Kyle Pam, 28, was arraigned today on charges of larceny over $250 from an elderly person, perjury, embezzlement by a fiduciary and money laundering. Boston Municipal Court Judge Peter Coyne set bail at $10,000 and ordered him to stay away from the woman and her accounts, the Suffolk County District Attorney's office reports.
According to the DA's office, the woman, 68, and her brother inherited the house after their mother and siblings died. The woman continued to live in the house - although she had liens on the house for unpaid taxes and utility bills.
Pam allegedly approached the woman and offered to sell the home on her and her brother's behalf. The siblings agreed and the Probate Court appointed Pam personal representative of the estate in February.
In April, Pam petitioned the court to allow him to sell the Sanford Street property for $140,000. Pam recorded documents which gave the appearance this transfer for $140,000 had taken place, including Deeds from the estates to a woman which were based upon the court's approval. The investigation revealed that, despite Pam's claims that the woman was a stranger to him prior to the transaction, she was actually known to him and acted as a straw purchaser. After the property was fully transferred to the woman, she immediately sold it to a third individual for $232,000. Checks for the proceeds of the sale totaling $117,392.45 were endorsed directly to Kyle Pam, who deposited these funds into corporate bank account controlled solely by Pam. Pam went on to make several large withdrawals from the account and transferred additional funds to his personal account, prosecutors said.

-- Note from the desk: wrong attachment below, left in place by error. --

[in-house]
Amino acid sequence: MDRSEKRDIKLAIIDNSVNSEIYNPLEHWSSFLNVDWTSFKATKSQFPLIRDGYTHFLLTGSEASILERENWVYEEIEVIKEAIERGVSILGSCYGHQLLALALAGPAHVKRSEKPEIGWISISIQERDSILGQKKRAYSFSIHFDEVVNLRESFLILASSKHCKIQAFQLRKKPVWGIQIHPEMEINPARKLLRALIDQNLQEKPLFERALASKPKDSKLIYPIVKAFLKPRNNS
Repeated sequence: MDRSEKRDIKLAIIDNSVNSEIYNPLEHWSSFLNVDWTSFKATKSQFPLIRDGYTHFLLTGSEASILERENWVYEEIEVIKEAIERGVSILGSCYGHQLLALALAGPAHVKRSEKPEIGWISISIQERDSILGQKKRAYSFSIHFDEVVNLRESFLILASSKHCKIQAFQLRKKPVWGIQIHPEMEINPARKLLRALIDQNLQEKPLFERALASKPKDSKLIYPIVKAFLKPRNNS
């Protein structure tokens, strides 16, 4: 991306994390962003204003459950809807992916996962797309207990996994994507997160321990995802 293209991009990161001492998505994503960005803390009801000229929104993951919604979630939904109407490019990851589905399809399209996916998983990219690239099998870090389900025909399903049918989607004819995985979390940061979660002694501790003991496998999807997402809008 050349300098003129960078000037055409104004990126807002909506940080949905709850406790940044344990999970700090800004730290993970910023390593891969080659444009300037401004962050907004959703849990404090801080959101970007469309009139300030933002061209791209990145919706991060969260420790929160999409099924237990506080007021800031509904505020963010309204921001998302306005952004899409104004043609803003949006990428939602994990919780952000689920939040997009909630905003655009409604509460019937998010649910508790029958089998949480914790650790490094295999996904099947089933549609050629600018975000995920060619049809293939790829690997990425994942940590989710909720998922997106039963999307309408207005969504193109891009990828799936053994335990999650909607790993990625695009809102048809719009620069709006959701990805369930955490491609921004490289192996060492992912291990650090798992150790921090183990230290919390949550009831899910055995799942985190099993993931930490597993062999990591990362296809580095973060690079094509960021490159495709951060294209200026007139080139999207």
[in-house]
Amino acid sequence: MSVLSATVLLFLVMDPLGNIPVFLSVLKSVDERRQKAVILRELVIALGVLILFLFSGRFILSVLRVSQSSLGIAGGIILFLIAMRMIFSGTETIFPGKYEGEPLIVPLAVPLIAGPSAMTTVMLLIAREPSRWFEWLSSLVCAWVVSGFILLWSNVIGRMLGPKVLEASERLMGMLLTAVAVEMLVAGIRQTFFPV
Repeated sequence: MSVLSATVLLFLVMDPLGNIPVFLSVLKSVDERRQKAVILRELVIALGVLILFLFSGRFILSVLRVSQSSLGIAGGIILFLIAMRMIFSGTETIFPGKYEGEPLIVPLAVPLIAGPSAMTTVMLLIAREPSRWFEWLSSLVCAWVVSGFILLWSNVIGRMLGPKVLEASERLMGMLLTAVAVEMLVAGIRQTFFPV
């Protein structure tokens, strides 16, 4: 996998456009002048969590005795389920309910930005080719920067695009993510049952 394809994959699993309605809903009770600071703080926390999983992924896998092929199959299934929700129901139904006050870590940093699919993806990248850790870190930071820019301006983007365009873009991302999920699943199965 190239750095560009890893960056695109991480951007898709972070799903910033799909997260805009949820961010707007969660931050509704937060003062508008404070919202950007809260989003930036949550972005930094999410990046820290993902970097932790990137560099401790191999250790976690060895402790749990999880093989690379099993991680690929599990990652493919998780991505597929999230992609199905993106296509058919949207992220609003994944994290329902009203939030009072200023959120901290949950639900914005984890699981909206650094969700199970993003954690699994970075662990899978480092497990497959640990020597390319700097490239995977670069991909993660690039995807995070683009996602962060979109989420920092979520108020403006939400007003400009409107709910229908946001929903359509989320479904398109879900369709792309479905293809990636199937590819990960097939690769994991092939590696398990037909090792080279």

Having left the elderly victim without her home and without proceeds from its sale, Pam dropped the woman off at the Pine Street Inn at the time of the closing.
Doherty told the court that evidence suggests Pam and the straw purchaser had already entered into an agreement to sell the home to the third individual for $232,000 at the time Pam represented to the court that he would sell the property for a mere $140,000. Bank records indicate that the third individual had obtained a bank check for a down payment on the property on March 31 – three weeks before Pam requested the bank's approval to sell the home for $140,000. The man who bought the property from the straw purchaser is not accused of wrongdoing in connection with the purchase.
Acting as personal representative, Pam in July filed documents with the Probate Court under the penalty of perjury reporting that the home was sold for $140,000, falsely stating that the proceeds had been distributed appropriately, and requesting that the estate be closed. However, prosecutors allege that Pam did not make payments to the victims and failed to disclose that he received a substantial profit from the May sale of the property.
The DA's office reports prosecutors and Boston Police managed to seize roughly $80,000 in Pam's accounts, after the woman and her brother went to Greater Boston Legal Services when they realized they'd been scammed.